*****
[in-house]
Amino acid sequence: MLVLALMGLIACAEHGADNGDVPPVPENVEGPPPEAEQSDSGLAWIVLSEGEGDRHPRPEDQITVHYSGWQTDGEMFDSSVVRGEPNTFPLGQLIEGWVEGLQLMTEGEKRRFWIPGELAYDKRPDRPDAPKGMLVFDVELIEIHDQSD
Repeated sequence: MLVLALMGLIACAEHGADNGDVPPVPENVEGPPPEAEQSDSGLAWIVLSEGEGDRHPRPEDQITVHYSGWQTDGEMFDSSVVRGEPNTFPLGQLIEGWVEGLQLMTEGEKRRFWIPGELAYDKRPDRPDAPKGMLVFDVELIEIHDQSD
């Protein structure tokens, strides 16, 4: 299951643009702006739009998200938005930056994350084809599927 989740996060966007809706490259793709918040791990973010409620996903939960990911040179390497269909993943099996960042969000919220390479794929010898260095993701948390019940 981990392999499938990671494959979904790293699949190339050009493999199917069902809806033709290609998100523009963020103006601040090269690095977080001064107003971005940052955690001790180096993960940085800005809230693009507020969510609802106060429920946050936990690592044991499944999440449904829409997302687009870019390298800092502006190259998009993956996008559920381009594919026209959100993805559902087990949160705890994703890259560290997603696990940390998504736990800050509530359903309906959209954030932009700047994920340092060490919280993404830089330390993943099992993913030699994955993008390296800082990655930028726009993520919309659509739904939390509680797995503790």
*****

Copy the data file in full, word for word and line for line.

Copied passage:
[in-house]
Amino acid sequence: MLVLALMGLIACAEHGADNGDVPPVPENVEGPPPEAEQSDSGLAWIVLSEGEGDRHPRPEDQITVHYSGWQTDGEMFDSSVVRGEPNTFPLGQLIEGWVEGLQLMTEGEKRRFWIPGELAYDKRPDRPDAPKGMLVFDVELIEIHDQSD
Repeated sequence: MLVLALMGLIACAEHGADNGDVPPVPENVEGPPPEAEQSDSGLAWIVLSEGEGDRHPRPEDQITVHYSGWQTDGEMFDSSVVRGEPNTFPLGQLIEGWVEGLQLMTEGEKRRFWIPGELAYDKRPDRPDAPKGMLVFDVELIEIHDQSD
């Protein structure tokens, strides 16, 4: 299951643009702006739009998200938005930056994350084809599927 989740996060966007809706490259793709918040791990973010409620996903939960990911040179390497269909993943099996960042969000919220390479794929010898260095993701948390019940 981990392999499938990671494959979904790293699949190339050009493999199917069902809806033709290609998100523009963020103006601040090269690095977080001064107003971005940052955690001790180096993960940085800005809230693009507020969510609802106060429920946050936990690592044991499944999440449904829409997302687009870019390298800092502006190259998009993956996008559920381009594919026209959100993805559902087990949160705890994703890259560290997603696990940390998504736990800050509530359903309906959209954030932009700047994920340092060490919280993404830089330390993943099992993913030699994955993008390296800082990655930028726009993520919309659509739904939390509680797995503790």